Two dollars a day wasn’t much to pay a person for a full days labor. Prisoners of course staff the prison laundry, kitchen, farm, as well as perform maintenance on the buildings and grounds. Prisoners here in Colorado also perform a lot of jobs in the surrounding communities for local governments that are hard, dirty, and would otherwise be subject to bids by local contractors. By getting rid of the two-dollar-a-day it once paid to prisoners, DOC has in effect shifted the burden of the prisoners’ upkeep to their families. At the same time law makers talked about ‘the breakdown of the family.’ The added burden of providing for an imprisoned family member was imposed upon families who were often as desperately poor as the offenders themselves. The change did nothing to check the growth of DOC’s budget. What it did do was to shift the cost calling young children, or ageing parents, onto people often themselves living in poverty on fixed incomes (a 20 minute phone call from a state prison can cost up to $30). Added to that the legislature deducts 20% from all money families send for the upkeep of their loved ones for such things as restitution, an additional 20% deduction for child support, and another 20% for catastrophic medical expenses that require hospitalization (like getting stabbed). All of these fees are also deducted from the $13 a month prisoners are ostensibly allocated for their labor.
The impact of all these changes has been to weaken prisoners’ ties to the community. By burdening families struggling to survive themselves with artificially high phone charges, as well as the cost of an offenders restitution, medical care, and child support the legislature forces families to chose between an imprisoned relative’s needs and meeting their own basic needs.
It has been equally hard on those of us who have no families. Before a prisoner could earn enough money to come out of prison with a few hundred dollars to rent a room, in some cases even enough money for a vehicle. Now working or not, a prisoner receives only $100 when paroled, and nothing at all if released on a parole violation. As a result, according to the Colorado Criminal Justice Reform Coalition’s report “Homelessness and Parole,” 25% of the 10,000 people released from DOC each year will leave prison homeless. While it was notable to establish if such prisoners face a higher rate of parole revocations than the 70% revocation rate for prisoners as a whole, the CCJRC report did note that prisoners paroled homeless face “enormous challenges upon release,” and concluded that paroling homeless “is a barrier to successful re-entry and should be avoided.” The report further noted that 73% of parole revocations, 3353 people, were returned to prison on technical violations of their conditions of release, such as failure to maintain stable housing. While the CCJRC report notes that changes in policies and practices that would reduce recidivism can provide the state with significant cost savings “it [the state] fails to address what polices and practices have led to the rise in the number of homeless ex-convicts to begin with.”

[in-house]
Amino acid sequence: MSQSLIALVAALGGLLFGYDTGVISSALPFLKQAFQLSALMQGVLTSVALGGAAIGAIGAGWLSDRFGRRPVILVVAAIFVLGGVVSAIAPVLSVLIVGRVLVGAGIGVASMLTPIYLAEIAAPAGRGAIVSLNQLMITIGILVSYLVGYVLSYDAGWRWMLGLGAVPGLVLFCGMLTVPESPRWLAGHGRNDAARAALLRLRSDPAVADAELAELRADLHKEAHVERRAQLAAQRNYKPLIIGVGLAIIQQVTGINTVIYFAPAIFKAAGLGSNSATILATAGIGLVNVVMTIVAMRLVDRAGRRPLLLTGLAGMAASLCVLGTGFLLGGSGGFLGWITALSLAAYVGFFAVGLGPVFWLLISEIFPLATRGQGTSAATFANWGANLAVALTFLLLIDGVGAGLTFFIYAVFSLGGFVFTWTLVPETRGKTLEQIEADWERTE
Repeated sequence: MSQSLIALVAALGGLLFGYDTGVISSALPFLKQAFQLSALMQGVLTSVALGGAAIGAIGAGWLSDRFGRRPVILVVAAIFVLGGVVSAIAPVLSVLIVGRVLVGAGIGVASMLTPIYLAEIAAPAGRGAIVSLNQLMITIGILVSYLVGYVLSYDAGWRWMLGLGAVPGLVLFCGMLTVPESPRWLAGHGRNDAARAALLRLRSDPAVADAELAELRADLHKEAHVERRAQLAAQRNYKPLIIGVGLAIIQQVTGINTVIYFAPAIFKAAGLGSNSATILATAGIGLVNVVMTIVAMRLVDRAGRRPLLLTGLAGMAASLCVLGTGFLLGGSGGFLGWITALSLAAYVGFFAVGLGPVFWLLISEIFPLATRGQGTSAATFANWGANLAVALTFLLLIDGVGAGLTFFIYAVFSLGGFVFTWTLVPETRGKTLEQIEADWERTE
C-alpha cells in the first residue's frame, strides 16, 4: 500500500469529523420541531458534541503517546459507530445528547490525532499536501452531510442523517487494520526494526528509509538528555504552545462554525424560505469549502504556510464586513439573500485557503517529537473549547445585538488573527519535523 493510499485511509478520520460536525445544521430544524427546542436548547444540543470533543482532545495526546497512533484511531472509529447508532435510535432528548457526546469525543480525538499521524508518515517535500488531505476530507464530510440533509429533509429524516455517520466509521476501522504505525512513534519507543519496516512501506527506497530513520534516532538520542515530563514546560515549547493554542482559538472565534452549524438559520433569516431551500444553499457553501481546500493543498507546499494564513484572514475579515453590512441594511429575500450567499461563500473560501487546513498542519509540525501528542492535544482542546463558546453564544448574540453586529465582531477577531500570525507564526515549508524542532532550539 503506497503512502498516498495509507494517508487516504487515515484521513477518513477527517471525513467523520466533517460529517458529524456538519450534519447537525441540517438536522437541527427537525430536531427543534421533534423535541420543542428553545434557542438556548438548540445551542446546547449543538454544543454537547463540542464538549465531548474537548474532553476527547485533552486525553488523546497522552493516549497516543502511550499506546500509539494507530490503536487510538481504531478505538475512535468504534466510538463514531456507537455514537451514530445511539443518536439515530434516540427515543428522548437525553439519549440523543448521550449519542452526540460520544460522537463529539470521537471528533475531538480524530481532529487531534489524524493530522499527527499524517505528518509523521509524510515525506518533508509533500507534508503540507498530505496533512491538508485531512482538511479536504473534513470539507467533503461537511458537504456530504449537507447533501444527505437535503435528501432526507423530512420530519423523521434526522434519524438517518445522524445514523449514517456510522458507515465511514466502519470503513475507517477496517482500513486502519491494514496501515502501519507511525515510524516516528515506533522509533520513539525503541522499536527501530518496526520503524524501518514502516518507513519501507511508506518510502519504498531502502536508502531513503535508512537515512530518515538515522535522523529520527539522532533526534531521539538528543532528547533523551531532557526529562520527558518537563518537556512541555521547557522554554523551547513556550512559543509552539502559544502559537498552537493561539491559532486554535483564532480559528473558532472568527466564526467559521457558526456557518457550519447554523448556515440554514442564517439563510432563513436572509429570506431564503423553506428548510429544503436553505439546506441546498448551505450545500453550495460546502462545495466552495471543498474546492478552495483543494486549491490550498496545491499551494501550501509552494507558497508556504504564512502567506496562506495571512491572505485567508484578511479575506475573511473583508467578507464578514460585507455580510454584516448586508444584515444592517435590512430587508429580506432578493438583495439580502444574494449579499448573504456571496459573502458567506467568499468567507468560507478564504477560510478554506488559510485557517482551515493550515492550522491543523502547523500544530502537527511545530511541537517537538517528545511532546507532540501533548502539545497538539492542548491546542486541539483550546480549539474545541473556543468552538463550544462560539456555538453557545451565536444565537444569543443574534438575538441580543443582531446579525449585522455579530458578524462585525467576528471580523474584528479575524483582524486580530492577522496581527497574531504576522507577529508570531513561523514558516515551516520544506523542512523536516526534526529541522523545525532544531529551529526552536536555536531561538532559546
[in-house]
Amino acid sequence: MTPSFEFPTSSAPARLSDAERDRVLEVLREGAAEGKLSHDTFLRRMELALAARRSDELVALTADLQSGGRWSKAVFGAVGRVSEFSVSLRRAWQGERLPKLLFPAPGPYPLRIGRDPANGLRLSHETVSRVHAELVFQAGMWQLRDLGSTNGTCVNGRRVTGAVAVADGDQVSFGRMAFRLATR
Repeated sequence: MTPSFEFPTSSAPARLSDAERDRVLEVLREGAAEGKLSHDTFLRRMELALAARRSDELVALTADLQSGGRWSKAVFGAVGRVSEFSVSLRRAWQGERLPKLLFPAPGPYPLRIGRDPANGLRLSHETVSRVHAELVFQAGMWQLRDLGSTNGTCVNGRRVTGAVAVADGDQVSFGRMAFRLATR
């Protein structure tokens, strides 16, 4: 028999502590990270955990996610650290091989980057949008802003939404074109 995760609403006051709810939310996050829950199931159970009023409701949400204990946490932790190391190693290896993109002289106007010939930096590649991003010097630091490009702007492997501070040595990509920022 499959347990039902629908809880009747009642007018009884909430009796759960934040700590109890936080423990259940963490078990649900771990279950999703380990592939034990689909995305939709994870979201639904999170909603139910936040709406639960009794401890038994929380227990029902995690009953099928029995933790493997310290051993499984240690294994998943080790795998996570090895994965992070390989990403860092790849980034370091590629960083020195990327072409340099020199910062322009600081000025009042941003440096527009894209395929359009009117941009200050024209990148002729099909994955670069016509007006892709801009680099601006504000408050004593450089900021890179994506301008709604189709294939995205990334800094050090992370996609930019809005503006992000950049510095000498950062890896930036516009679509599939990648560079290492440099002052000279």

The fact is that everyone in Colorado has paid the price of the legislatures attempts to make the bad guy pay by trying to balance the budget on the backs of the state’s poorest people.
Convict writer Tom Gomez is serving 4 years in prison for the commercial burglary of a pharmacy in Telluride, CO. Tom needs your help to keep publishing on Indymedia. If you can help by typing up and posting some of his articles, or if you would like to correspond with him, he can be reached at:
Unit CH 1/Tier B/Cell 16
Sterling, CO 80751